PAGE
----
January 2013

          I admit it.  I am now old.  I am 69 years old, and anyone of that age is actually old.  Society likes to put a veneer on it and deny it politely, saying, “Not old;  just senior.”  But it would be actually silly to deny it.  I am now old.

          Not now am I going to talk about the other aspect of being old—the maladies, the missing friends and parents, all the other stuff of being old.  I don’t like that stuff, but what really makes me angry is the loss of everything I know.

          I devoted my life consciously to gathering knowledge.  I learned rather early to go for lots of the important things, and I worked to get that knowledge.  I read, I studied, and I listened and thought a whole lot.  Along the way, I also gathered, to a good amount, a set of hints of what I was missing.  Some of those hints led me to know more.  Some I missed, but today at 69, I know a whole lot.

          I not only have a vast store of knowledge, but I also have powerful analytic skills.  I worked gaining them, too.  I can look at any question, complex or not, and know exactly how to search for aspects of the question, how to order the aspects, and how to formulate an answer with a more than even likelihood of being correct.  I even go back and check over my findings, and what is more, I revisit my findings over years, refining as I go. 

          I used to practice a kind of hidden false self indulgence where I was not yet sure that I knew anything.  This was my concept of humility.  But, in the last few years, I can finally put that aside and declare and actually accept that I do know a whole lot.  Of course, in the ultimate sense, I know that neither I nor any other human being can actually know anything.  But, a step down from that lofty philosophical perch, down into ordinary reality, I now know, and can say that I know, a whole lot.  It is a very satisfying feeling.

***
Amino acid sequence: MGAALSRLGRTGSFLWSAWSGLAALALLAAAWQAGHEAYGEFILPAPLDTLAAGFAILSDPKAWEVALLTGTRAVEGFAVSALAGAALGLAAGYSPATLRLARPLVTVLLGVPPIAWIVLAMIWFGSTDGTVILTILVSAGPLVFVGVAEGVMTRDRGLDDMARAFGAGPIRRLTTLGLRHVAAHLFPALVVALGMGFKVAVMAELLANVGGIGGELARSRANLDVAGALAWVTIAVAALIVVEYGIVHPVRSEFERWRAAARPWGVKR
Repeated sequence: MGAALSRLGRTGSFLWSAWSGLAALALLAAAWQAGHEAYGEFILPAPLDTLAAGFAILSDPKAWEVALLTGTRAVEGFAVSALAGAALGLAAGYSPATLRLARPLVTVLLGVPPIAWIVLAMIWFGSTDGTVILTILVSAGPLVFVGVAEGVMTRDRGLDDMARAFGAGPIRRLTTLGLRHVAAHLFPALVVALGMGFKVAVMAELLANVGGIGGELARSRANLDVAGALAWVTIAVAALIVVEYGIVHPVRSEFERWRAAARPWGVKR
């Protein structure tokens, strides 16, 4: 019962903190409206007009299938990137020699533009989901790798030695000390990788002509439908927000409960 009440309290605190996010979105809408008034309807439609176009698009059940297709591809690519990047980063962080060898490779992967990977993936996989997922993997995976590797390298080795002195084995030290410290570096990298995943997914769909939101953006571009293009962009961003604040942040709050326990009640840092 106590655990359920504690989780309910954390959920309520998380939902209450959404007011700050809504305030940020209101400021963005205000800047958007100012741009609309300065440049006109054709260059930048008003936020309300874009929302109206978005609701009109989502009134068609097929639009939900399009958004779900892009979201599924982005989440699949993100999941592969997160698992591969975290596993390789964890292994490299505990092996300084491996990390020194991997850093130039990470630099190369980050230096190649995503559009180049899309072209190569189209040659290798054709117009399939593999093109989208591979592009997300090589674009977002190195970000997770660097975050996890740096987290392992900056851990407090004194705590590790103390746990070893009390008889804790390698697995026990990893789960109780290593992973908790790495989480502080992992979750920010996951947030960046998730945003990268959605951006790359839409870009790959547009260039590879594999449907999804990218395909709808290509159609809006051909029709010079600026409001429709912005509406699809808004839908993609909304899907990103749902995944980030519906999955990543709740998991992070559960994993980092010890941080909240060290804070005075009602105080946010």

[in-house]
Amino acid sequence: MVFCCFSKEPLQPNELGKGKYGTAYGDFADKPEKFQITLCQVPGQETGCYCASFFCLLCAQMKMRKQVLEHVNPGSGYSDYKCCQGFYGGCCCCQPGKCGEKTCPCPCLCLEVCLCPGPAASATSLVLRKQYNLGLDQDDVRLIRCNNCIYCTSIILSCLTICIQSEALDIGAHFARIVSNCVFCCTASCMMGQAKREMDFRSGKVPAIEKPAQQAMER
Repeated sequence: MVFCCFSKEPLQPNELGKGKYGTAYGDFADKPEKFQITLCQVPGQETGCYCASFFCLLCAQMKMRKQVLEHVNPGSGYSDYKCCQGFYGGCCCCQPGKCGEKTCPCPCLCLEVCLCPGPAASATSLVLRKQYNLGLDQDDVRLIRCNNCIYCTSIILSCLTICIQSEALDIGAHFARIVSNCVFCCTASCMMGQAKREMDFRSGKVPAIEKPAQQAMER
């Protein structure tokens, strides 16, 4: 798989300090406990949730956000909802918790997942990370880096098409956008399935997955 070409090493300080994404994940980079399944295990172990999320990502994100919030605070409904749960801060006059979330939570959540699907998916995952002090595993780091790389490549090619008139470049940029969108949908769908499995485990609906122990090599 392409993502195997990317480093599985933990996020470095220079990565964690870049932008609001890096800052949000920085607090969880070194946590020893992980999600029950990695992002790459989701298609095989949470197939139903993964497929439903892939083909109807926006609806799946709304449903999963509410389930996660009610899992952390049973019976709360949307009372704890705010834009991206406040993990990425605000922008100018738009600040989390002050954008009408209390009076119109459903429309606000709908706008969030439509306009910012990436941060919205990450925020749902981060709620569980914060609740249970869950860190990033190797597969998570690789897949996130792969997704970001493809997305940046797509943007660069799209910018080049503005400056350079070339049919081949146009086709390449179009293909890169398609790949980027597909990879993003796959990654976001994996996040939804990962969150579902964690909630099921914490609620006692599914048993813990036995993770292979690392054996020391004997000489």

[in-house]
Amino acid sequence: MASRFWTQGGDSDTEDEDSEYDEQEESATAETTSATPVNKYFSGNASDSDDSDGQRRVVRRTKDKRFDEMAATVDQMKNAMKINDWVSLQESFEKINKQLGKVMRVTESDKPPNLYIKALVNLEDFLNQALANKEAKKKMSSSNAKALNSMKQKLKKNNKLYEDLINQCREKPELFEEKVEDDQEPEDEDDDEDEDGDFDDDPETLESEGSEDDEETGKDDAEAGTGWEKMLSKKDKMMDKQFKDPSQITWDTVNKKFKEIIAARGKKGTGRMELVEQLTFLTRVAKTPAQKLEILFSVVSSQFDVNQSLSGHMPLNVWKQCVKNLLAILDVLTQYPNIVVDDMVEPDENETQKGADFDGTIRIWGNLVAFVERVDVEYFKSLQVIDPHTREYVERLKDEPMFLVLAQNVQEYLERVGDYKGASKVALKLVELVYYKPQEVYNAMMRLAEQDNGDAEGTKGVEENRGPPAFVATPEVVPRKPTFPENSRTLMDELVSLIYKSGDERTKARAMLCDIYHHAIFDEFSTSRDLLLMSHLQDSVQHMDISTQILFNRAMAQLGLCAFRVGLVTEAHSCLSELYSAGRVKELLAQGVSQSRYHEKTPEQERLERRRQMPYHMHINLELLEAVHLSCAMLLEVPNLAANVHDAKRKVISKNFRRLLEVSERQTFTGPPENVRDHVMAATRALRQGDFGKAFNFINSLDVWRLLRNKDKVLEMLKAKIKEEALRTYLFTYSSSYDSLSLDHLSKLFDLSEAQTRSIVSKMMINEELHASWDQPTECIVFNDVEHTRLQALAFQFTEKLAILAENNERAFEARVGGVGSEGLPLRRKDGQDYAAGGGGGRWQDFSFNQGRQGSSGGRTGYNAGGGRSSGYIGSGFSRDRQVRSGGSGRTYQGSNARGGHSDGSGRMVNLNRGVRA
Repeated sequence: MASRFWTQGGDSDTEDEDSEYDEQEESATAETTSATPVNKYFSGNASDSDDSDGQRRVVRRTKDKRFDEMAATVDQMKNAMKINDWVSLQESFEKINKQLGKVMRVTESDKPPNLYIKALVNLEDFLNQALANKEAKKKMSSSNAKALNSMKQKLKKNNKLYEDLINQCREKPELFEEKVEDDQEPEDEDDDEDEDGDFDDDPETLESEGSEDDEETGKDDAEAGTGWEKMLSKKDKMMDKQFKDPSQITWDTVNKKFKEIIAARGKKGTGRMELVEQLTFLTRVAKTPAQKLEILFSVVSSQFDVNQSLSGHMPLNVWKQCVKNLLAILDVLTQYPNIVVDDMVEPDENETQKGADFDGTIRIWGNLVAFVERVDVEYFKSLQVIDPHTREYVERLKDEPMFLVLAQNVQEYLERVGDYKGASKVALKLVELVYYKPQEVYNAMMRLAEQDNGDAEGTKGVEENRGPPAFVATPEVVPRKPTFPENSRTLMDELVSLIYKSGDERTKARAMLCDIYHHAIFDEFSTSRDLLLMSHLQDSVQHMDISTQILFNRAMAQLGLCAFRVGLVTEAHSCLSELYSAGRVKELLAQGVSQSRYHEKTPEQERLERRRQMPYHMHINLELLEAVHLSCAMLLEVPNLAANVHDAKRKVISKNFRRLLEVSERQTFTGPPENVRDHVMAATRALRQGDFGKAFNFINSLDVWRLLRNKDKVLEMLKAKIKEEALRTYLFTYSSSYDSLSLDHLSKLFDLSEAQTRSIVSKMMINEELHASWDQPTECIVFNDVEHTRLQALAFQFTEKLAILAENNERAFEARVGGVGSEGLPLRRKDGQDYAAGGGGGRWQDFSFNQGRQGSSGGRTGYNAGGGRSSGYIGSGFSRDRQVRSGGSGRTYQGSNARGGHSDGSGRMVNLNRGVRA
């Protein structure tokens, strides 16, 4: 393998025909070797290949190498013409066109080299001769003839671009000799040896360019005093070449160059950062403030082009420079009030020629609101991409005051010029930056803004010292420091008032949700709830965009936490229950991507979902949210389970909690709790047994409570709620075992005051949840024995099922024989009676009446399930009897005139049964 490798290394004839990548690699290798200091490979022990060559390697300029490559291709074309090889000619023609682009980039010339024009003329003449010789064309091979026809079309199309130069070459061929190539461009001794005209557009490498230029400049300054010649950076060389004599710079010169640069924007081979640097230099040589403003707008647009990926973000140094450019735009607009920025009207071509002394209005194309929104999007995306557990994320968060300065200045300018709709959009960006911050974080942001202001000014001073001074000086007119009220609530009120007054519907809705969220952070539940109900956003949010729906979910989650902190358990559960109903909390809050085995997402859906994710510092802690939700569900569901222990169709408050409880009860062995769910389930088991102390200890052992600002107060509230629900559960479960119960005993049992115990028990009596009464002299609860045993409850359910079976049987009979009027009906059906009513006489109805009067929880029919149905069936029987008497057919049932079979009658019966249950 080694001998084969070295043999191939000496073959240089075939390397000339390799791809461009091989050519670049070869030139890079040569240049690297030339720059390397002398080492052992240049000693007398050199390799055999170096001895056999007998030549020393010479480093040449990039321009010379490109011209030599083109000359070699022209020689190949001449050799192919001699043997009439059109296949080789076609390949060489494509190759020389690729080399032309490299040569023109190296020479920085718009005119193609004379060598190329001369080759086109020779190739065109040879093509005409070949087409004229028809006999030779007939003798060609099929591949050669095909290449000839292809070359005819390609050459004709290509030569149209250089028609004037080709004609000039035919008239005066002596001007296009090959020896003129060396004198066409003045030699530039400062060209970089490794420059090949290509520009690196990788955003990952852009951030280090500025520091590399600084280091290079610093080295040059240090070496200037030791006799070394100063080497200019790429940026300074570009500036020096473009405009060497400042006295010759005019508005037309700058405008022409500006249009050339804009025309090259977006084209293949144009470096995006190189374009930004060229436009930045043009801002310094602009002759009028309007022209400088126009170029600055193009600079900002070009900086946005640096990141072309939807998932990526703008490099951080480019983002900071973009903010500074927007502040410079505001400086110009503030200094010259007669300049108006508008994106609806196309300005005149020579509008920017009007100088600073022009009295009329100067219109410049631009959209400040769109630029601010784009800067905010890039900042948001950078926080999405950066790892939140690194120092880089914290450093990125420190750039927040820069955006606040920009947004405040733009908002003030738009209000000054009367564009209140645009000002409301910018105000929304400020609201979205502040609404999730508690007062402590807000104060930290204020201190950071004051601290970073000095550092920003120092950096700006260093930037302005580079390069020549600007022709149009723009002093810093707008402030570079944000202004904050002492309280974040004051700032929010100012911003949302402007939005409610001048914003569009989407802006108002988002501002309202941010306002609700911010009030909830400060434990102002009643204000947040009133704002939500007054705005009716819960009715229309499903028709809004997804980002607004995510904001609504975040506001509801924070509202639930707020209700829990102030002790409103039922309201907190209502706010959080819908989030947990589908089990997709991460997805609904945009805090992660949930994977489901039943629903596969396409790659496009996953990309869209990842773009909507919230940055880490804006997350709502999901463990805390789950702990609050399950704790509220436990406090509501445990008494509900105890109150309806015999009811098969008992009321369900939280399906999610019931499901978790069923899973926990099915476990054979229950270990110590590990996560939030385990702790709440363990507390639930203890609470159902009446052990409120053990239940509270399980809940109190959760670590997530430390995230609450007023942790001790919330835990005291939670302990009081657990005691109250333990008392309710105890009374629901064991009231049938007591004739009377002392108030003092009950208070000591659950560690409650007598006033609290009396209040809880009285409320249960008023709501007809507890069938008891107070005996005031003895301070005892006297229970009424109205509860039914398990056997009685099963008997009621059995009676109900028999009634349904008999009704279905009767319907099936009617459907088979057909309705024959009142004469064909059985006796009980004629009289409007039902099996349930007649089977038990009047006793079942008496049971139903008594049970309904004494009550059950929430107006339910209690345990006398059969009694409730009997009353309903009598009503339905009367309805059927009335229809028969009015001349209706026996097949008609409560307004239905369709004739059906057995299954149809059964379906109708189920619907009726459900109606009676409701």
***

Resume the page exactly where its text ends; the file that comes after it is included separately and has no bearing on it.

At age 69, however, what really makes me angry is that all that knowledge and all that powerful analytic ability is too soon due to disappear.  As any wide receiver in football knows, too, the sound of loud footsteps are rapidly approaching me, and hearing them in the form of one of my maladies acting up, I get even more angry.  I do not want to take a crack back block and be trucked off the field, never to return–all my knowledge going, too.

          In many ways, I have come to terms with dying, but I remain very upset that all my hard won knowledge and abilities will go up in smoke with my dead body.  I know they have value, but there is no way I can pass them on.  That is partly true because I gained all that with my own effort;  no one handed them to me (and I would not have taken anything like that anyway).  That means that even if I could somehow hand them off, very few would be taken up by others and even then, taken up with mistakes or tried and dismissed.  All of them are helplessly trapped inside me and can never come out, certainly not effectively.

          Oh sure, I could write, and I do, but I can not communicate the full flavor, the depth, nor the many interconnections of what I know.  I am sure what I have stored and can accurately manipulate is valuable, but it will cease to exist in one final moment—all gone.

          Can anyone blame me for being a bit angry?


About Charles Henry Harpole

Retired college teacher of cinema studies and film-making. Film Dept/Program founder and administrator. Buddhist. Amateur "ham" radio operator, HS0ZCW. Prepper evaluator
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